2023 AIME II Problems/Problem 15
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Problem
For each positive integer let be the least positive integer multiple of such that Find the number of positive integers less than or equal to that satisfy
Solution 1
Denote . Thus, for each , we need to find smallest positive integer , such that
Thus, we need to find smallest , such that
Now, we find the smallest , such that . By Fermat's Theorem, we must have . That is, . We find .
Therefore, for each , we need to find smallest , such that
We have the following results:
If \({\rm Rem} \left( n , 11 \right) = 0\), then \(k_n = 22\) and \(b_n = 1\).
If \({\rm Rem} \left( n , 11 \right) = 1\), then \(k_n = 11\) and \(b_n = 1\).
If \({\rm Rem} \left( n , 11 \right) = 2\), then \(k_n = 17\) and \(b_n = 3\).
If \({\rm Rem} \left( n , 11 \right) = 3\), then \(k_n = 20\) and \(b_n = 7\).
If \({\rm Rem} \left( n , 11 \right) = 4\), then \(k_n = 10\) and \(b_n = 7\).
If \({\rm Rem} \left( n , 11 \right) = 5\), then \(k_n = 5\) and \(b_n = 7\).
If \({\rm Rem} \left( n , 11 \right) = 6\), then \(k_n = 14\) and \(b_n = 39\).
If \({\rm Rem} \left( n , 11 \right) = 7\), then \(k_n = 7\) and \(b_n = 39\).
If \({\rm Rem} \left( n , 11 \right) = 8\), then \(k_n = 15\) and \(b_n = 167\).
If \({\rm Rem} \left( n , 11 \right) = 9\), then \(k_n = 19\) and \(b_n = 423\).
If \({\rm Rem} \left( n , 11 \right) = 10\), then \(k_n = 21\) and \(b_n = 935\).
Therefore, in each cycle, , we have , , , , such that . That is, . At the boundary of two consecutive cycles, .
We have . Therefore, the number of feasible is .
~Steven Chen (Professor Chen Education Palace, www.professorchenedu.com)
Solution 2
Observe that if is divisible by , . If not, .
This encourages us to let . Rewriting the above equations, we have The first few values of are and . We notice that , and thus the sequence is periodic with period .
Note that if and only if is even. This occurs when is congruent to or mod , giving four solutions for each period.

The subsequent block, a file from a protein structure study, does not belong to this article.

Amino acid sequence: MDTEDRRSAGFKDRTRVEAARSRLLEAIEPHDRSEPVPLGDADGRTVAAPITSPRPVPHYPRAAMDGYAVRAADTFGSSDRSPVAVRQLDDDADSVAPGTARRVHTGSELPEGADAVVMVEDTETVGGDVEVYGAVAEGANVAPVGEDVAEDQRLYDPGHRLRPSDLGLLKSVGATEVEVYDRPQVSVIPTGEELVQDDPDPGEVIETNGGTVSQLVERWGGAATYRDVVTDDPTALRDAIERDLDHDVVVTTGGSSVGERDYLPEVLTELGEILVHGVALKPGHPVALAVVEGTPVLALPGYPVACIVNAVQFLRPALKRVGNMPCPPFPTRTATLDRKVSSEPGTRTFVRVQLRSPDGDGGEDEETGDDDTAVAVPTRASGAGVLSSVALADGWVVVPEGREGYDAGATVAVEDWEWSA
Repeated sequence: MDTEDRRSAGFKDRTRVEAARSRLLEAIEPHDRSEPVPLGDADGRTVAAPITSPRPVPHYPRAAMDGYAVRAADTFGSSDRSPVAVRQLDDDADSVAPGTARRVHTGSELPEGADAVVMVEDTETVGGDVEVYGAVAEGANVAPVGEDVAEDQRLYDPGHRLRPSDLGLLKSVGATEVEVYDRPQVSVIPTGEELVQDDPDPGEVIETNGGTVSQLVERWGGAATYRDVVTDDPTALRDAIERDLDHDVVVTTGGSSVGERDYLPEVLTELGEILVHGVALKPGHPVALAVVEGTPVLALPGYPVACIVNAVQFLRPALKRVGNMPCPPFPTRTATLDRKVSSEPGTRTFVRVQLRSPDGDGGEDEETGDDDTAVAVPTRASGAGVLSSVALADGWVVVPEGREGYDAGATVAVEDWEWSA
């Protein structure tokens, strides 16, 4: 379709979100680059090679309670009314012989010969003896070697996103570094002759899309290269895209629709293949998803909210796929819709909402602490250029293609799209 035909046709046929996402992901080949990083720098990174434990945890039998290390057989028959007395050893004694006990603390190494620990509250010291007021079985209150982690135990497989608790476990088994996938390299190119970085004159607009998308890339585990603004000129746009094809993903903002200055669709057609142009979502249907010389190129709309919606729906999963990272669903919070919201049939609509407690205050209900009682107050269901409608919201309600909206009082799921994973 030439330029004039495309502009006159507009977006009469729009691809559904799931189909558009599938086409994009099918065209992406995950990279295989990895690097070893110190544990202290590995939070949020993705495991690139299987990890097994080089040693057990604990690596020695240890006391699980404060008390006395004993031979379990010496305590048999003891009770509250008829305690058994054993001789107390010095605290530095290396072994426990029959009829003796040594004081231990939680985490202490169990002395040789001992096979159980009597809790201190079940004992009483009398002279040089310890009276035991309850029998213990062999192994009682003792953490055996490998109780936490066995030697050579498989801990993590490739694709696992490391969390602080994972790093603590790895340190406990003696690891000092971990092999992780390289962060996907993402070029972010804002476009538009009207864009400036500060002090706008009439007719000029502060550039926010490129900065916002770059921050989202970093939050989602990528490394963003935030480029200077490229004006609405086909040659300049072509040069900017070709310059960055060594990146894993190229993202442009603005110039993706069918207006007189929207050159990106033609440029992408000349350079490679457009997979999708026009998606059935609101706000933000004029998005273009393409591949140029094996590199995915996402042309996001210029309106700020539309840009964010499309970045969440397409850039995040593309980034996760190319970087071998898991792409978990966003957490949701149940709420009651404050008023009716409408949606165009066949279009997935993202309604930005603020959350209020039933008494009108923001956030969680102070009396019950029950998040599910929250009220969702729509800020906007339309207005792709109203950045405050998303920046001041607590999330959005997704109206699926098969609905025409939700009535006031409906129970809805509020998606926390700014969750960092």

From to (which is ), there are values of . We subtract from the total since satisfies the criteria but is greater than to get a final answer of . ~Bxiao31415
(small changes by bobjoebilly and IraeVid13)
Solution 3 (Binary Interpretation, Computer Scientists' Playground)
We first check that hence we are always seeking a unique modular inverse of , , such that .
Now that we know that is unique, we proceed to recast this problem in binary. This is convenient because is simply the last -bits of in binary, and if , it means that of the last bits of , only the rightmost bit (henceforth th bit) is .
Also, multiplication in binary can be thought of as adding shifted copies of the multiplicand. For example:
Now note , and recall that our objective is to progressively zero out the leftmost bits of except for the th bit.
Write , we note that uniquely defines the th bit of , and once we determine , uniquely determines the st bit of , so on and so forth.
For example, satisfies Next, we note that the second bit of is , so we must also have in order to zero it out, giving
happens precisely when . In fact we can see this in action by working out . Note that has 1 on the nd bit, so we must choose . This gives
Note that since the rd and th bit are , , and this gives .
It may seem that this process will take forever, but note that has bits behind the leading digit, and in the worst case, the leading digits of will have a cycle length of at most . In fact, we find that the cycle length is , and in the process found that , , and .
Since we have complete cycles of length , and the last partial cycle yields and , we have a total of values of such that
~ cocoa @ https://www.corgillogical.com
Video Solution
~MathProblemSolvingSkills.com
See also
2023 AIME II (Problems • Answer Key • Resources) | ||
Preceded by Problem 14 |
Followed by Last Problem | |
1 • 2 • 3 • 4 • 5 • 6 • 7 • 8 • 9 • 10 • 11 • 12 • 13 • 14 • 15 | ||
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